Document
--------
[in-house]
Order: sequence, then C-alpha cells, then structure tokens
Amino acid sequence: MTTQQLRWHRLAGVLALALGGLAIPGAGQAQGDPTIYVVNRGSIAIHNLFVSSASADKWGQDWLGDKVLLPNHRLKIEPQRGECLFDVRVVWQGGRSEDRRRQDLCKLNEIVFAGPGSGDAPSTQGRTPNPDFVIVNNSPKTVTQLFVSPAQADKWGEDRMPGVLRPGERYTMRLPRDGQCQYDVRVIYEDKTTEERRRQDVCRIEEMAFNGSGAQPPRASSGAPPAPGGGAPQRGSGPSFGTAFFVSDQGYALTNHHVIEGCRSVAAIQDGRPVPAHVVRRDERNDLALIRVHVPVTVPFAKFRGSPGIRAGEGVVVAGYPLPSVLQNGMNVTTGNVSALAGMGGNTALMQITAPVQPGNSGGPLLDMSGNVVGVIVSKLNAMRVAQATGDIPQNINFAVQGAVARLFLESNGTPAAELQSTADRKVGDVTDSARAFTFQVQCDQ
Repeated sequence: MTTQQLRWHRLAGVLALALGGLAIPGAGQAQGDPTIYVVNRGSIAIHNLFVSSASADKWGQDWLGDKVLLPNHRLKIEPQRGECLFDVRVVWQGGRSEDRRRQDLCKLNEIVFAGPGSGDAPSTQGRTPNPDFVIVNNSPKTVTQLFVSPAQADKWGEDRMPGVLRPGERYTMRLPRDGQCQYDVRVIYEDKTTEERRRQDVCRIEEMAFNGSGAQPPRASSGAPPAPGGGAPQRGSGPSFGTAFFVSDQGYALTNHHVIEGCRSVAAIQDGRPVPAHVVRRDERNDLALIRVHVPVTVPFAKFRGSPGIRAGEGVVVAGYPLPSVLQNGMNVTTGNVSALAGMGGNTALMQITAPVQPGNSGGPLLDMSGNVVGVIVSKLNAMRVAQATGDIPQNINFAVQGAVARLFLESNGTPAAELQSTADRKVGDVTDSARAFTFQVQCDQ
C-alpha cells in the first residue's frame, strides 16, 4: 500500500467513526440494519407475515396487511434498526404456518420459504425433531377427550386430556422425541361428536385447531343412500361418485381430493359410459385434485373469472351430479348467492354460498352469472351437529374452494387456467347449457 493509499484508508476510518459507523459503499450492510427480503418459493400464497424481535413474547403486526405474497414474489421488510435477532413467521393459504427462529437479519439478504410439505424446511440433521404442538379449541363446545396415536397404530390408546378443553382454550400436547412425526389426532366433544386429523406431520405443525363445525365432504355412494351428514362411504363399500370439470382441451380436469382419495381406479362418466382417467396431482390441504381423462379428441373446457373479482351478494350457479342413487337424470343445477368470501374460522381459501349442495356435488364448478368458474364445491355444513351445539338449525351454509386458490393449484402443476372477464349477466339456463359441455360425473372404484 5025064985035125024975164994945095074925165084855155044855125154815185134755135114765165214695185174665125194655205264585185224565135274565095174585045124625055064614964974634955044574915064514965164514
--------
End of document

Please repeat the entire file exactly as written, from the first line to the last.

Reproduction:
[in-house]
Order: sequence, then C-alpha cells, then structure tokens
Amino acid sequence: MTTQQLRWHRLAGVLALALGGLAIPGAGQAQGDPTIYVVNRGSIAIHNLFVSSASADKWGQDWLGDKVLLPNHRLKIEPQRGECLFDVRVVWQGGRSEDRRRQDLCKLNEIVFAGPGSGDAPSTQGRTPNPDFVIVNNSPKTVTQLFVSPAQADKWGEDRMPGVLRPGERYTMRLPRDGQCQYDVRVIYEDKTTEERRRQDVCRIEEMAFNGSGAQPPRASSGAPPAPGGGAPQRGSGPSFGTAFFVSDQGYALTNHHVIEGCRSVAAIQDGRPVPAHVVRRDERNDLALIRVHVPVTVPFAKFRGSPGIRAGEGVVVAGYPLPSVLQNGMNVTTGNVSALAGMGGNTALMQITAPVQPGNSGGPLLDMSGNVVGVIVSKLNAMRVAQATGDIPQNINFAVQGAVARLFLESNGTPAAELQSTADRKVGDVTDSARAFTFQVQCDQ
Repeated sequence: MTTQQLRWHRLAGVLALALGGLAIPGAGQAQGDPTIYVVNRGSIAIHNLFVSSASADKWGQDWLGDKVLLPNHRLKIEPQRGECLFDVRVVWQGGRSEDRRRQDLCKLNEIVFAGPGSGDAPSTQGRTPNPDFVIVNNSPKTVTQLFVSPAQADKWGEDRMPGVLRPGERYTMRLPRDGQCQYDVRVIYEDKTTEERRRQDVCRIEEMAFNGSGAQPPRASSGAPPAPGGGAPQRGSGPSFGTAFFVSDQGYALTNHHVIEGCRSVAAIQDGRPVPAHVVRRDERNDLALIRVHVPVTVPFAKFRGSPGIRAGEGVVVAGYPLPSVLQNGMNVTTGNVSALAGMGGNTALMQITAPVQPGNSGGPLLDMSGNVVGVIVSKLNAMRVAQATGDIPQNINFAVQGAVARLFLESNGTPAAELQSTADRKVGDVTDSARAFTFQVQCDQ
C-alpha cells in the first residue's frame, strides 16, 4: 500500500467513526440494519407475515396487511434498526404456518420459504425433531377427550386430556422425541361428536385447531343412500361418485381430493359410459385434485373469472351430479348467492354460498352469472351437529374452494387456467347449457 493509499484508508476510518459507523459503499450492510427480503418459493400464497424481535413474547403486526405474497414474489421488510435477532413467521393459504427462529437479519439478504410439505424446511440433521404442538379449541363446545396415536397404530390408546378443553382454550400436547412425526389426532366433544386429523406431520405443525363445525365432504355412494351428514362411504363399500370439470382441451380436469382419495381406479362418466382417467396431482390441504381423462379428441373446457373479482351478494350457479342413487337424470343445477368470501374460522381459501349442495356435488364448478368458474364445491355444513351445539338449525351454509386458490393449484402443476372477464349477466339456463359441455360425473372404484 5025064985035125024975164994945095074925165084855155044855125154815185134755135114765165214695185174665125194655205264585185224565135274565095174585045124625055064614964974634955044574915064514965164514